Vertical Limit: K2, The Savage Mountain - MOUNTAIN SICKNESS

The people at “Your Hike Guide” remind us how higher altitudes cause problems for hikers and mountain climbers: “As we gain elevation we may not initially realize that we have less oxygen around us, but our bodies do.” And ... that lack of sufficient oxygen to our bodies can cause serious problems (or even death). Remember ... our brains do not store oxygen.


Mountain sickness, with its prevalent symptoms of dry cough and shortness of breath, can strike above 8,000 feet. It’s especially common in people who ascend too quickly.

Even climbers who are used to high altitudes can get acute mountain sickness (often referred to as AMS). Vertical Limit presents a realistic picture of the illness.

The best medicine for a bad case is to descend the mountain, before symptoms worsen. Experienced climbers sometimes take dexamethasone ("dex") instead of turning back. Extreme forms of AMS can be fatal.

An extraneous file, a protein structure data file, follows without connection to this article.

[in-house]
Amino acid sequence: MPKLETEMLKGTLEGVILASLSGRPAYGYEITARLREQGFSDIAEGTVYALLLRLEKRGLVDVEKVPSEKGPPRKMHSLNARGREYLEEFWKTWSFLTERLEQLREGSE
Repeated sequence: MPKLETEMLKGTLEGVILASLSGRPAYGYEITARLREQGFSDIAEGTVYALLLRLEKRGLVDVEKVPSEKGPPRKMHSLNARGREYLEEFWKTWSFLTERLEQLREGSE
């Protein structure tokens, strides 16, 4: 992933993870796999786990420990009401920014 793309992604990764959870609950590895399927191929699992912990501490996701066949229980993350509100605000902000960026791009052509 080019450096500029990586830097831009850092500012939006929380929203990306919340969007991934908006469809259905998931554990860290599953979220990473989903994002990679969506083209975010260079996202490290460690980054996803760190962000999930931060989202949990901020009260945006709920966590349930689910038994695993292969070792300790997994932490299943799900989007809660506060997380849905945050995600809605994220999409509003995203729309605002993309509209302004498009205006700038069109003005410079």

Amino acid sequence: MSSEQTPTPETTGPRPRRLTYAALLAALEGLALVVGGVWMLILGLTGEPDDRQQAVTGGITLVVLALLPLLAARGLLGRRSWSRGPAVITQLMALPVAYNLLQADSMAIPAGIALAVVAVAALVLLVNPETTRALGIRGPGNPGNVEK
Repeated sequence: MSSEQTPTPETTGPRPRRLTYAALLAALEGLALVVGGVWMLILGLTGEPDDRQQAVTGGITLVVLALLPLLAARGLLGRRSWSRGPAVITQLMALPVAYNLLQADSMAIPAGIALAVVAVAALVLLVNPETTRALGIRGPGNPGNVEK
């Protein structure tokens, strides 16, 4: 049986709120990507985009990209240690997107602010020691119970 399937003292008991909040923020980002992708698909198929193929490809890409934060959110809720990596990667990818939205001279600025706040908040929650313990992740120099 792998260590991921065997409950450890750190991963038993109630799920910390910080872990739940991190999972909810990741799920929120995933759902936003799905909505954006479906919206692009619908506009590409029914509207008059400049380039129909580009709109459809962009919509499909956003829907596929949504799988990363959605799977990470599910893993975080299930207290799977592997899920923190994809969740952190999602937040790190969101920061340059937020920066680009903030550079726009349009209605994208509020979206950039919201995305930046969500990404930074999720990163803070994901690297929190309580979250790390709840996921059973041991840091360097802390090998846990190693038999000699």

High Altitude Pulmonary Edema (HAPE)—fluid in the lungs—is another mountain sickness often afflicting healthy, young males. The cure—a quick descent—can be complicated by extraordinary fatigue.

The same is true of High Altitude Cerebral Edema (HACE)—swelling of the brain. This life-threatening mountain illness can be fatal within a few hours.

Sherpas (in the Himalayas) and Balti Porters (in the Karakoram) are indigenous people who assist mountain climbers. Without them, it is doubtful whether many successful, summit-reaching climbs would have ever occurred. Without them, it is doubtful whether most base camps would have the necessary gear. But even Sherpas and Balti Porters can develop AMS.

To deal with these survivable maladies, Dr. David Shlim originated the "Golden Rules of Altitude Sickness." The first rule:

It is OK to get altitude illness.
It is not OK to die from it.

There are plenty of other things to die from on K2—like killer avalanches.

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Author: Carole D. Bos, J.D. 5190stories and lessons created

Original Release: Dec 01, 2000

Updated Last Revision: Jul 17, 2019

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"MOUNTAIN SICKNESS" AwesomeStories.com. Dec 01, 2000. Feb 20, 2020.
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